5 Key Questions Directors Forget to Ask


5 Key Questions Directors Forget to Ask

Director B&WDirectors are expected to have all the answers. After all, it’s their film; the director is the captain, the leader, and the guide through the chaos. So we expect answers from them, clear and simple. And when we get their answers we can do our job.
But way too often there are five key questions that many directors seem to ignore, dismiss or they simply make the assumption that the answers areobvious. And also, chances are that nobody is asking them these questions:


1. What is the story really all about?

This is the most crucial and difficult question to answer. And it is the most important question because every decision, every choice every day rides on the director being clear about the power, message and meaning of the story.

2. What is this scene really all about?

Every single scene has its own story, its own arc, and its own underlying point, message or impact. You can’t direct a scene if you don’t know how you want this scene to impact the rest of the story, and how you want it to impact the audience.

3. Why is this scene in the movie?

If there is no strong, compelling reason for a scene to be in the movie then perhaps it doesn’t belong. Every scene is a piece of a larger puzzle and it connects with many other pieces. You can’t effectively create this piece of the puzzle without knowing why you need it and how it connects to other pieces.

4. What are the objectives, obstacles, risks and expectations for every character within each scene?

Many directors overlook or bypass this question because they feel this is the actor’s job. The answer really needs to come out of the collaboration with the actors (and the characters) and with the director keeping in mind the first three crucial questions.

5. What must be achieved with each scene in order to insure that it supports the movie?

This is the puzzle again. It has to hang together. Once you are clear on the answers to the first four questions you are ready to tackle this one. And this is mainly because the answer to this question resides in the compilation of the answers to the first four questions.
And if you have thoroughly answered these five questions for every scene, by the time you are heading into production you can feel assured that your film will become a cohesive whole.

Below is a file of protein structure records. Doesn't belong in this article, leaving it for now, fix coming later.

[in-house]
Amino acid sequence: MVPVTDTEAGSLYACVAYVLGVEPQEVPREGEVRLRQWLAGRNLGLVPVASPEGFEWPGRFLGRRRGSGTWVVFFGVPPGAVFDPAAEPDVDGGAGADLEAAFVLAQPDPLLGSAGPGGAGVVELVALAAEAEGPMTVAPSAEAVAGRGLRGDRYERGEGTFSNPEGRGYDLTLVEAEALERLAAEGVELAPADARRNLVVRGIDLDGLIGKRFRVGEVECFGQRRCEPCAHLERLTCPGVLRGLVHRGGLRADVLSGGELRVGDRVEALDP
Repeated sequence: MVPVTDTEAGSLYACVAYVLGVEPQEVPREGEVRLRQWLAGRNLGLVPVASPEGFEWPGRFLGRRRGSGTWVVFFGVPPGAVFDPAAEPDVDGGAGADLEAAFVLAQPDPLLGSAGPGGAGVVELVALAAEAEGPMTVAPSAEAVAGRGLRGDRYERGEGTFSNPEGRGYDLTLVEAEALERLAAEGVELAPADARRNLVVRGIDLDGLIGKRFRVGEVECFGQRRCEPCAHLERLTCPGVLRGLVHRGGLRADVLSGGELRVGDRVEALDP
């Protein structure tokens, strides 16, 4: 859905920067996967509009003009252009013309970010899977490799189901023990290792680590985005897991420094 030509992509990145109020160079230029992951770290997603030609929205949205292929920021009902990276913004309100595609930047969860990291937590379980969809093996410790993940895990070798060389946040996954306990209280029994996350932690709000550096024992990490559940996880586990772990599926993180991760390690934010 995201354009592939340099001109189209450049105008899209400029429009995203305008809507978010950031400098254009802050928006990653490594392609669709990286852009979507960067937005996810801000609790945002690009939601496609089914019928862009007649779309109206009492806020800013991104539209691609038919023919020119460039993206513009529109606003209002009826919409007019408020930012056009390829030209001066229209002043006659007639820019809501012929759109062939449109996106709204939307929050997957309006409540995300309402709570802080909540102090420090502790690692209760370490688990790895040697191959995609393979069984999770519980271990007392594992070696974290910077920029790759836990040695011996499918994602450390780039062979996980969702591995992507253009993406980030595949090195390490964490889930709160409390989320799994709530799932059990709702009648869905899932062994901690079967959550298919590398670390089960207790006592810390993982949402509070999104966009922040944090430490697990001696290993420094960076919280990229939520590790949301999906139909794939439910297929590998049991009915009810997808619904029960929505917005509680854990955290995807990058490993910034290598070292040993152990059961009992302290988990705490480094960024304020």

Take a look at your next project (whether you are writer, actor or director) and try answering these questions. You will see that they open up new portals through which you can view the story and your role in bringing that story to life. If you want more support you can start with my books or DVDs hereOr simply contact me.

Elephant in the Room

We’ve all been there. In the room. Any room. And we’re keenly aware of the elephant … in the corner … on the couch … behind the desk … wherever. We know we don’t want to talk about it (otherwise the elephant wouldn’t be there) and we’re hoping nobody else does either. Or perhaps we’re hoping that someone else will bring it up to get us off the hook. That way we won’t be blamed for mentioning it, or so we can claim we had no idea it was even there.

elephantBut most likely we’re praying that nobody else will even notice the elephant and that the elephant (seemingly all on his own) won’t find a way to sneak into the conversation. You know he wants to. That’s his job. But he’s not allowed to. There are some unwritten rules somewhere that forbid the elephant from making himself known. Seems like that would totally destroy the purpose of the elephant. But sometimes he finds a way of surreptitiously stumbling in the corner and then he is suddenly noticed … and it’s all over.

Curious thing about these elephants – they have this amazing way of fitting into any environment. Whether it’s a room, car, bed, closet, elevator … it’s magical. No matter where I go, my elephant fits in fine. Even when I’m out for a walk he’s lumbering behind … a paciderm on cat’s paws.

And since there seems to be an elephant in every crucial (and sometimes not so crucial) moment in my life I’m thinking that there must be an elephant in almost every scene in every story, every movie or play. Only problem is that we can’t see them. They are not written.

Yet what these elephants contain is perhaps potent and potentially explosive information. It is what the scene is all about, or trying to be about. The elephant is not the subtext. That is too simple. The elephant is what stimulates or creates the subtext. It is the trigger, the ignition, the fuel all rolled into one.